“Take some cooked mutton and cut it into small pieces the size of dice. Braise the meat in chicken broth. Add diced bamboo shoots, diced shitake mushrooms, and diced mountain yam then braise until done.”
I love geng. The thick texture, rich umami flavours, and the delicateness of its broth makes geng one of the most comforting things one can have for dinner during a cold autumn evening or frigid winter night. It’s a silk comforter in soup form.
The thick texture of geng is conferred through the addition of a starch, such as potato, corn, or arrowroot starch. These starches give the otherwise texture-less broth a silky body, which stays in the mouth and feels somehow more “weighty”. They make the liquid broth much more substantial, while maintaining the broth’s clarity. In this regard, all thick textured Chinese soups are technically geng since they consists of ingredients in clear broth given substance through added starch. While this recipe does not call for starch explicitly, it may simply be that it’s assumed to be added or more likely that mountain yam (known to be quite mucilaginous) provides the thickening during braising.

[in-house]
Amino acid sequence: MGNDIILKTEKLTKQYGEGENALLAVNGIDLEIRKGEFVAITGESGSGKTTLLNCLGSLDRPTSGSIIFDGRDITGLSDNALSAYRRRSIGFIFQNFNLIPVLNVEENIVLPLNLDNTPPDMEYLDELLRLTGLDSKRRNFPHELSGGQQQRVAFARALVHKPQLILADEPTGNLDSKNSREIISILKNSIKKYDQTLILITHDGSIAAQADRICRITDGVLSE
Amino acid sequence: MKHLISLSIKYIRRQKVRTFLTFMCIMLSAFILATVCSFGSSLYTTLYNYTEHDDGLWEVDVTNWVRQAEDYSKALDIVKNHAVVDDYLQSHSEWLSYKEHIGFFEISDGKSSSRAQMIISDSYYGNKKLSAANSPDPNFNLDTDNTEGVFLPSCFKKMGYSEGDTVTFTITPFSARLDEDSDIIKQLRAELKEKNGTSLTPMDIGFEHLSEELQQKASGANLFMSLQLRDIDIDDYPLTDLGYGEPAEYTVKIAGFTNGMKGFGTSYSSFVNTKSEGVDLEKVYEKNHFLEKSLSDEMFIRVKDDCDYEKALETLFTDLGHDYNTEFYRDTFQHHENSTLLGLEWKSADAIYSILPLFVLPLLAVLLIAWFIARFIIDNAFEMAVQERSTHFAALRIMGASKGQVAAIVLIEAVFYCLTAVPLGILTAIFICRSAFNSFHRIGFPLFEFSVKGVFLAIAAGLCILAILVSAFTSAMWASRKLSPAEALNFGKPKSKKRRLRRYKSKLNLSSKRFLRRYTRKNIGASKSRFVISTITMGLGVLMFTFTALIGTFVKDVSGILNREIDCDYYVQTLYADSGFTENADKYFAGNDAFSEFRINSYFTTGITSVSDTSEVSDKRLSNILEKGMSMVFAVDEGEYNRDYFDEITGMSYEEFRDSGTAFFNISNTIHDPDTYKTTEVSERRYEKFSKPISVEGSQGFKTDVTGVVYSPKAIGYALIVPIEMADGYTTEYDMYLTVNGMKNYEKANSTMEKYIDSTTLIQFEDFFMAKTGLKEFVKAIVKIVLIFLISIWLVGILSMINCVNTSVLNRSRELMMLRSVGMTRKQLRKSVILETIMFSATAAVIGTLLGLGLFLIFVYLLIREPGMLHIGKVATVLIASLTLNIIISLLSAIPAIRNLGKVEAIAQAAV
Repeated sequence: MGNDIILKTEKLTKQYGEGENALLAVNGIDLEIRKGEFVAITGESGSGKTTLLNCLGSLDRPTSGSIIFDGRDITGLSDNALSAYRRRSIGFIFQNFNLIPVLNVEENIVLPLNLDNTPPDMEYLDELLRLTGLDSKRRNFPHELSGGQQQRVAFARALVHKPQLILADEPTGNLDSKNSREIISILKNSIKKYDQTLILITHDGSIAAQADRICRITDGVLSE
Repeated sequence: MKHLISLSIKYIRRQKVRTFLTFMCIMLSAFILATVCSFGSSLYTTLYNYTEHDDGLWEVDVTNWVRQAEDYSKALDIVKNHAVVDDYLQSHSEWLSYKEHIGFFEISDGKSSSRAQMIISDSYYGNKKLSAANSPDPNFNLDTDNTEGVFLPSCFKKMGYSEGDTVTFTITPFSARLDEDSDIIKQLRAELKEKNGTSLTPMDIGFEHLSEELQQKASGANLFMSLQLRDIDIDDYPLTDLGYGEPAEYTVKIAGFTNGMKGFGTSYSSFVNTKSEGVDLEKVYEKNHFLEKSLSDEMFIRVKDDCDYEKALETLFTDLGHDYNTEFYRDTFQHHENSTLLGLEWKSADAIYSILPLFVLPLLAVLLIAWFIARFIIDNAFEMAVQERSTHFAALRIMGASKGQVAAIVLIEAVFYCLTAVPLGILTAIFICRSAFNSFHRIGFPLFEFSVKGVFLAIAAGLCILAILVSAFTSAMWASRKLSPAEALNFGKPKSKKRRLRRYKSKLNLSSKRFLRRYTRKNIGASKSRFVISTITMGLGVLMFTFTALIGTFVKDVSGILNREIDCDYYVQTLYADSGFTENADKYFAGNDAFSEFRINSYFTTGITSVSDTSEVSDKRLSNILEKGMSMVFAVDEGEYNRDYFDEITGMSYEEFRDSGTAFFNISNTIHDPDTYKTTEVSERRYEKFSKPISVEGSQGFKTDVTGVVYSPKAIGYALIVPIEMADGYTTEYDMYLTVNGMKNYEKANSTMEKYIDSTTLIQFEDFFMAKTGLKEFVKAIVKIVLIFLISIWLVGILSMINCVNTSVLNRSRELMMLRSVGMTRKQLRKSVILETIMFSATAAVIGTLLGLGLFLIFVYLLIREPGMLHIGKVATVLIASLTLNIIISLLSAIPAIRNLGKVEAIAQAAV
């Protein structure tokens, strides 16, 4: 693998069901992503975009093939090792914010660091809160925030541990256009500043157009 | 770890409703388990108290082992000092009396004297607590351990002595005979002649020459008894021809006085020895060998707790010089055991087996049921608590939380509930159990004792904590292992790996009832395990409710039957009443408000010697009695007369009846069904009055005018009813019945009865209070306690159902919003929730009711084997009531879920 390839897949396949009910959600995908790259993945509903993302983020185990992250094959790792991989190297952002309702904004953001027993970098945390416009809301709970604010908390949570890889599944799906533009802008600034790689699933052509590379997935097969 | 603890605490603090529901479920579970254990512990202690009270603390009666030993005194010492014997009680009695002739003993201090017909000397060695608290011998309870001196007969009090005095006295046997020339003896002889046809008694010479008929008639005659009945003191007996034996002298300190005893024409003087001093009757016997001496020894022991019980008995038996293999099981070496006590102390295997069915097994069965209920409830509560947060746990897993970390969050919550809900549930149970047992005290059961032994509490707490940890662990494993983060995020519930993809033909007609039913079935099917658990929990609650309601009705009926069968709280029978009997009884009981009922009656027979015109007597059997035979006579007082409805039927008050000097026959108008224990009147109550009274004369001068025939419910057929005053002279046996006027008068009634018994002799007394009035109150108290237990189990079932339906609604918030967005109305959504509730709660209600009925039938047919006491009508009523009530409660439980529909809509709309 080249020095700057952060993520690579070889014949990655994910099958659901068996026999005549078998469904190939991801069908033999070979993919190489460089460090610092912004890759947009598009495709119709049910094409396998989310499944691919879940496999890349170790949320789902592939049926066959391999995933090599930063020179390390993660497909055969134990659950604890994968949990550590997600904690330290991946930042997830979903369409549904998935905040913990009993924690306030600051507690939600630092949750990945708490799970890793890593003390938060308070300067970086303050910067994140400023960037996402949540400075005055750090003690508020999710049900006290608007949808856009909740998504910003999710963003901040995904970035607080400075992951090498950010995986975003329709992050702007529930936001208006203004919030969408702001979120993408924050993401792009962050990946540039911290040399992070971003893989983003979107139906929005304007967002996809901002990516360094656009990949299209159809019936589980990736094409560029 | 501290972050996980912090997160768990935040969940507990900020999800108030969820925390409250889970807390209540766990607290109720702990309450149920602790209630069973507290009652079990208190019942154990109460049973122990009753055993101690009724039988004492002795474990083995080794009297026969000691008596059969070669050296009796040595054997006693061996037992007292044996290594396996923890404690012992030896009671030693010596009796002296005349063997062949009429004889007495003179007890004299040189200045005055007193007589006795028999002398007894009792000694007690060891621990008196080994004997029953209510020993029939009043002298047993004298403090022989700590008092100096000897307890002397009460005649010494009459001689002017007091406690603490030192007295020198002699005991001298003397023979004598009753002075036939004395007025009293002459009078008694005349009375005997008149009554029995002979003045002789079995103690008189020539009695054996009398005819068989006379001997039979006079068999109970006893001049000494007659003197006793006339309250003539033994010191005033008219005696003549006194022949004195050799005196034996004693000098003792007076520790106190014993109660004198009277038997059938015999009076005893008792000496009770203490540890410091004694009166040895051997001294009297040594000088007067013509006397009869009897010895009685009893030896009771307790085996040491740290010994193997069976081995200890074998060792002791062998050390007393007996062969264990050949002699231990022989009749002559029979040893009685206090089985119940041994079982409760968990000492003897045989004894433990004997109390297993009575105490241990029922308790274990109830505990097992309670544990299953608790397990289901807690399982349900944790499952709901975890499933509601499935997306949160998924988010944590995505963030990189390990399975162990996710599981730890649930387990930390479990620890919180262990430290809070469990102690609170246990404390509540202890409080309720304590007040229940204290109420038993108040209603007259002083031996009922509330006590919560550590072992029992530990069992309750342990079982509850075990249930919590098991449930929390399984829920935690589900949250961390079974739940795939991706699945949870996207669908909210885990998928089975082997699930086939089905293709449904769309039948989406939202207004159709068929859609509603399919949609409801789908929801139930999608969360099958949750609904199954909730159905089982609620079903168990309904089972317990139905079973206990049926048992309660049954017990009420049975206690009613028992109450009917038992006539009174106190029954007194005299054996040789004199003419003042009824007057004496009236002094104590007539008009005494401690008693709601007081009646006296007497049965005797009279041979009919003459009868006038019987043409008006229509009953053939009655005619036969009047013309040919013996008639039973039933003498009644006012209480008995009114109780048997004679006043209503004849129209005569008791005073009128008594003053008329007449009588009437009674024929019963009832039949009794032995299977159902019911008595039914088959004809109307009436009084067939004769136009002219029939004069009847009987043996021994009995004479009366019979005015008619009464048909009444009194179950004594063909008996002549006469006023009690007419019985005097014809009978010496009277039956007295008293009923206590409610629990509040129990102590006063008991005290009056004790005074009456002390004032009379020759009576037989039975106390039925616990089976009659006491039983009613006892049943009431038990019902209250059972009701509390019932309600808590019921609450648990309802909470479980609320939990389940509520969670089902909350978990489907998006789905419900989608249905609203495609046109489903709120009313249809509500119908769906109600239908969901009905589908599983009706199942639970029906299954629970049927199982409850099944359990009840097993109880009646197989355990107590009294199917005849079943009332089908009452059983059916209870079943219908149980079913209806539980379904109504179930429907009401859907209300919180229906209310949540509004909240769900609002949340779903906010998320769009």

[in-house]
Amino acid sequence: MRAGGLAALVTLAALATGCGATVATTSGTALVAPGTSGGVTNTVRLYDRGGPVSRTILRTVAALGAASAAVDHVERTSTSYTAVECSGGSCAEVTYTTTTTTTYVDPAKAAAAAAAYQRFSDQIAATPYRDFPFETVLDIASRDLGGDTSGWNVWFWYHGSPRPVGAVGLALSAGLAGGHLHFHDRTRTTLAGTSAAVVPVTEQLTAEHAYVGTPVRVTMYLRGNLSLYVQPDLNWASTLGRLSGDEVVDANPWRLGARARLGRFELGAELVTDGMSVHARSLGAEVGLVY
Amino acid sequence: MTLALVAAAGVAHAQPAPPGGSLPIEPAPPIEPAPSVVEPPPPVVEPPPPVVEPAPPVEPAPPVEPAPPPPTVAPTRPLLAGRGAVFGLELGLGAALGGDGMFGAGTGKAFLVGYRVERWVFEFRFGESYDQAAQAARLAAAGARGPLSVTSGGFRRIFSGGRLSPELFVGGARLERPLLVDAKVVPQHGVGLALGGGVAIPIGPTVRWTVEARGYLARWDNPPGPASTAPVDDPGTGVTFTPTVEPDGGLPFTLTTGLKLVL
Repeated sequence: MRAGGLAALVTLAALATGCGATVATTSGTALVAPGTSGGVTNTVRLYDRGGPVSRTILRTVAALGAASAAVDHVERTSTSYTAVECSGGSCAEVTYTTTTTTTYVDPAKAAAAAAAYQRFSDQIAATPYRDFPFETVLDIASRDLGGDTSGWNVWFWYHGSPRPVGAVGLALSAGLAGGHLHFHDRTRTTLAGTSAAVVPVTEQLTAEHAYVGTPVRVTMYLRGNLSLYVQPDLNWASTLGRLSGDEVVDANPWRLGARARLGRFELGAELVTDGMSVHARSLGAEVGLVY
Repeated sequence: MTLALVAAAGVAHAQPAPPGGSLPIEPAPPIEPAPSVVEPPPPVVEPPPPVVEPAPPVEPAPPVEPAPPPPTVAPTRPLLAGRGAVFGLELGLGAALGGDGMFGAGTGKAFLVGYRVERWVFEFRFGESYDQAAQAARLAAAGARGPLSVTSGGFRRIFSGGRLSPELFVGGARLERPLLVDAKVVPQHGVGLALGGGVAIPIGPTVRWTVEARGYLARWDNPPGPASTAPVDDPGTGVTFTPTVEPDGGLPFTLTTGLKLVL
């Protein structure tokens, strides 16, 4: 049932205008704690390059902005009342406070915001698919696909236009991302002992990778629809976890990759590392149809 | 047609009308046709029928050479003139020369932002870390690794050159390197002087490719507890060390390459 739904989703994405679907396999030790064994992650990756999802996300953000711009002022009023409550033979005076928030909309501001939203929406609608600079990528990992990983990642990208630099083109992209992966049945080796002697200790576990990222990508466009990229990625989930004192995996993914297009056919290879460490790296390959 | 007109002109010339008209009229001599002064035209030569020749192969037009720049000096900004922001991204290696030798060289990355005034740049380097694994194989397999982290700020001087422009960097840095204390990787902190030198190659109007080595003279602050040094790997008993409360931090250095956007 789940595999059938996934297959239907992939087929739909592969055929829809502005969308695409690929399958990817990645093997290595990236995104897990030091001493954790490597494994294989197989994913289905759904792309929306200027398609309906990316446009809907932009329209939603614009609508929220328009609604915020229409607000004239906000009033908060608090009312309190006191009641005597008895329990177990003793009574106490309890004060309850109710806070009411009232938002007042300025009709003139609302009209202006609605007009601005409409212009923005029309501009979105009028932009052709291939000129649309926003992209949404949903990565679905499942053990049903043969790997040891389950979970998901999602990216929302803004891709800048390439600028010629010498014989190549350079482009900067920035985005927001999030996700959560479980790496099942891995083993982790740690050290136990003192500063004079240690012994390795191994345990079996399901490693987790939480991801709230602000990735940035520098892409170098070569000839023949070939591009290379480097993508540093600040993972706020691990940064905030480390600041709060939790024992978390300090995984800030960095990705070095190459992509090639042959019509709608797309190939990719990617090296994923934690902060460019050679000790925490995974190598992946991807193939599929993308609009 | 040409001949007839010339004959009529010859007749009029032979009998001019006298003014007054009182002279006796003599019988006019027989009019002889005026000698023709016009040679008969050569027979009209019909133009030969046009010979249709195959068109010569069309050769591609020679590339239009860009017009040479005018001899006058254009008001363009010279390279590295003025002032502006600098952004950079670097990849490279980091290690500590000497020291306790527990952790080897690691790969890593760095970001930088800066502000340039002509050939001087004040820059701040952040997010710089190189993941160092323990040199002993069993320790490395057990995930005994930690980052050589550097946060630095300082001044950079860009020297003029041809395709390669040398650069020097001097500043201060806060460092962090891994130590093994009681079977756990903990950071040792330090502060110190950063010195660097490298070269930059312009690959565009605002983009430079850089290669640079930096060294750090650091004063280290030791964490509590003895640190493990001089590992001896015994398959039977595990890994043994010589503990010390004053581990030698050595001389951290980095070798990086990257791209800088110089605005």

Geng is sometimes translated as “stew” or “thick soup”, but I feel both are inadequate since they allude to the stogy opaqueness of dishes thickened by flour and roux. The clear delicateness of a geng’s thickened broth is mostly lost in such translations. Just as very few refer to tofu as “bead curd”, and sushi as “seaweed roll”, geng should not be called anything but “geng”.
That aside, it is interesting to note that mutton geng is now rarely called “yang geng” (羊羹) but rather “yang rou geng” (羊肉羹, lit. sheep meat geng). The addition rou (肉, meat) is required since when someone uses “羊羹” they are usually talking about a Japanese Yōkan, a sugary bean jelly that is largely unrelated to mutton geng except for its culinary ancestry. A summary of how this came about is as follows: A mutton geng made with gelatinous broth becomes an aspic when chilled and was eaten this form in Ancient China. Then Medieval Chinese vegetarians Buddhists who moved from China to Japan replaced the meat with bean pastes and starch. Then the medieval Japanese replaced starch with agar and added sugar into the mix, which turned everything super sweet. And that my friends, was how “羊羹” went from a savoury meaty soup to become a sweet sugary block of firm bean jelly.